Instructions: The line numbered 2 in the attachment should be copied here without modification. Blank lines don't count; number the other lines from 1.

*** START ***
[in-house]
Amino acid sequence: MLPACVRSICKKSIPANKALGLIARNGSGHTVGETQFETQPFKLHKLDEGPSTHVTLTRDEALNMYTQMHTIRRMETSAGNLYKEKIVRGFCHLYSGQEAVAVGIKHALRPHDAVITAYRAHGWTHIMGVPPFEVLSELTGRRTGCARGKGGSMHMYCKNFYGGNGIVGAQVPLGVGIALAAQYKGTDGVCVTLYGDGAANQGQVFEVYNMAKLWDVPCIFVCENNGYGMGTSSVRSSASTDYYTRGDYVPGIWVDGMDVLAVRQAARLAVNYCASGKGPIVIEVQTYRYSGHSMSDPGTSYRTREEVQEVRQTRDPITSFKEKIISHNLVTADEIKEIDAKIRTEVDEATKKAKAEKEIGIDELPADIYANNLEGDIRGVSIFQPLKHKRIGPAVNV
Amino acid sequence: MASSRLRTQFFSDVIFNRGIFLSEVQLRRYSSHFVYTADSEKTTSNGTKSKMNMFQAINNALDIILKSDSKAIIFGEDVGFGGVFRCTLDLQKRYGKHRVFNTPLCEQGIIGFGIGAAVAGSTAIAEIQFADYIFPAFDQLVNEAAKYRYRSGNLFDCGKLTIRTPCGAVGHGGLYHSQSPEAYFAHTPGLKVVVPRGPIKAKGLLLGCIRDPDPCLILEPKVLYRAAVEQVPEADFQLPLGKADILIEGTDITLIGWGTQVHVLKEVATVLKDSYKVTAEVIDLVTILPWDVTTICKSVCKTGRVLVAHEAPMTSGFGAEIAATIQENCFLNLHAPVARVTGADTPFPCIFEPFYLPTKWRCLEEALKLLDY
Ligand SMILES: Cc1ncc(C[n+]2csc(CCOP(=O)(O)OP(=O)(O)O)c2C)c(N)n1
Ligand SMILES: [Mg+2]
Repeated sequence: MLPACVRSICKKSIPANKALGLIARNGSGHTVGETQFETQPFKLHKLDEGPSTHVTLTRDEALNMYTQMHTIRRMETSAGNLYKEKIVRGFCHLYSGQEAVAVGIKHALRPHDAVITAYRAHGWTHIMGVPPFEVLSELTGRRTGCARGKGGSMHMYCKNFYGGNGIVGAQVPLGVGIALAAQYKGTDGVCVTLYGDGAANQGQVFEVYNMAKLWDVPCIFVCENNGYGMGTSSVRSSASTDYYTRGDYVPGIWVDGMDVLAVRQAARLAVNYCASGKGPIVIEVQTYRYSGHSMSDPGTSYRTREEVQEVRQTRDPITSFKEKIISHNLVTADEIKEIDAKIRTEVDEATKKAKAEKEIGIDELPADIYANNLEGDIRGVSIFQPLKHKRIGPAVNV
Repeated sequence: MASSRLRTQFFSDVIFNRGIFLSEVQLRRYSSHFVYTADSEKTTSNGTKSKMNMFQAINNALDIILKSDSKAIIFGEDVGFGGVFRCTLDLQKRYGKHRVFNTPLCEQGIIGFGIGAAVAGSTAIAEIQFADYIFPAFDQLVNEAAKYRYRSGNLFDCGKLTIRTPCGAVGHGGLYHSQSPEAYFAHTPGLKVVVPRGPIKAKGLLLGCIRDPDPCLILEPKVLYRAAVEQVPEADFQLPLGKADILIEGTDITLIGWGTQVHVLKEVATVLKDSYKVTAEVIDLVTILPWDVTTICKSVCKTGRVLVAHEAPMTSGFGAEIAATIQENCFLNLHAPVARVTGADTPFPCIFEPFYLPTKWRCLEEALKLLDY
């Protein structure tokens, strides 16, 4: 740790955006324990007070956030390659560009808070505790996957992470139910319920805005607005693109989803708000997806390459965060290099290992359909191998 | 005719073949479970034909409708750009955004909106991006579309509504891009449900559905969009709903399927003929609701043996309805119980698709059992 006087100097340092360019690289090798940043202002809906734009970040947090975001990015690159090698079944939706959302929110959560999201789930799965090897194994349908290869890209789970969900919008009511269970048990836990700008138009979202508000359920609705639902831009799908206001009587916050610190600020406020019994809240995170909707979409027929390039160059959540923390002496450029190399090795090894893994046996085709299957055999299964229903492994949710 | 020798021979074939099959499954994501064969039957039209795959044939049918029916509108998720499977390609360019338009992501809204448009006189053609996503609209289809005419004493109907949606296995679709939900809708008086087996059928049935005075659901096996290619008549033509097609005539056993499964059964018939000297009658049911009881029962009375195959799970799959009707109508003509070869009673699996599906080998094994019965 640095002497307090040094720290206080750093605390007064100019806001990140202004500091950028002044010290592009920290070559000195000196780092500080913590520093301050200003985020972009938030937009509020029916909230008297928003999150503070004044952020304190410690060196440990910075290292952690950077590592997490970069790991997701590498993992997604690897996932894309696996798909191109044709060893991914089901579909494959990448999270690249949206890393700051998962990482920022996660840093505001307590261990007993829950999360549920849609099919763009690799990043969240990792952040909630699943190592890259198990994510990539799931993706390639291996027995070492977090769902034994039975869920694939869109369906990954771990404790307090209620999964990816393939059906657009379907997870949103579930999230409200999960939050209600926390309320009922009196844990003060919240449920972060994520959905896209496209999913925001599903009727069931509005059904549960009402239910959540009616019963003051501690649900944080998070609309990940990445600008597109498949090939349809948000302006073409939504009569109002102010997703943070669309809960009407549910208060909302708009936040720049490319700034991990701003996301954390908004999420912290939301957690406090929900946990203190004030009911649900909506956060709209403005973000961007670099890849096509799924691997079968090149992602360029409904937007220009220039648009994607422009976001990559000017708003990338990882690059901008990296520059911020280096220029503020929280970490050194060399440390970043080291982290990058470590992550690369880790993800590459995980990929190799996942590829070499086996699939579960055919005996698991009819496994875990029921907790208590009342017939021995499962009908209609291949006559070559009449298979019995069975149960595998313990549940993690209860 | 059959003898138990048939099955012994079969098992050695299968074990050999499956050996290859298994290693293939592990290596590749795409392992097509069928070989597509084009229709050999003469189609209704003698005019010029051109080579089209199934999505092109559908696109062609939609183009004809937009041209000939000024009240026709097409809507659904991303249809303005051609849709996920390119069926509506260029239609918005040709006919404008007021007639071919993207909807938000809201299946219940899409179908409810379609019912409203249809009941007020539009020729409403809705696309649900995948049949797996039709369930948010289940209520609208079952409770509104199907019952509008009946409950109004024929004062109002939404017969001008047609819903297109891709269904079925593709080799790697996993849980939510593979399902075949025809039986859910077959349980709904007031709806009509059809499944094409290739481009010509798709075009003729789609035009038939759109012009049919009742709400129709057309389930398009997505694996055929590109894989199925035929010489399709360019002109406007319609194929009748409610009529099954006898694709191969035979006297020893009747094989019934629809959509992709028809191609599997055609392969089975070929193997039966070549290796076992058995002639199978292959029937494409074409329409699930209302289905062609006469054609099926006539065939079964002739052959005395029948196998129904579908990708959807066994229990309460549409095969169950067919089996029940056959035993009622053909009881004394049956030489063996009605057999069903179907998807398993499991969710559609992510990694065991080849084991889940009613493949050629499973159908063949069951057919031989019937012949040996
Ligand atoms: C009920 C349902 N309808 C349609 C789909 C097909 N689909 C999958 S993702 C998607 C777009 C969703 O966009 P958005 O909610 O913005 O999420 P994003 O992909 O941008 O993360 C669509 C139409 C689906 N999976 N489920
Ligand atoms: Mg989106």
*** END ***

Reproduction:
Amino acid sequence: MLPACVRSICKKSIPANKALGLIARNGSGHTVGETQFETQPFKLHKLDEGPSTHVTLTRDEALNMYTQMHTIRRMETSAGNLYKEKIVRGFCHLYSGQEAVAVGIKHALRPHDAVITAYRAHGWTHIMGVPPFEVLSELTGRRTGCARGKGGSMHMYCKNFYGGNGIVGAQVPLGVGIALAAQYKGTDGVCVTLYGDGAANQGQVFEVYNMAKLWDVPCIFVCENNGYGMGTSSVRSSASTDYYTRGDYVPGIWVDGMDVLAVRQAARLAVNYCASGKGPIVIEVQTYRYSGHSMSDPGTSYRTREEVQEVRQTRDPITSFKEKIISHNLVTADEIKEIDAKIRTEVDEATKKAKAEKEIGIDELPADIYANNLEGDIRGVSIFQPLKHKRIGPAVNV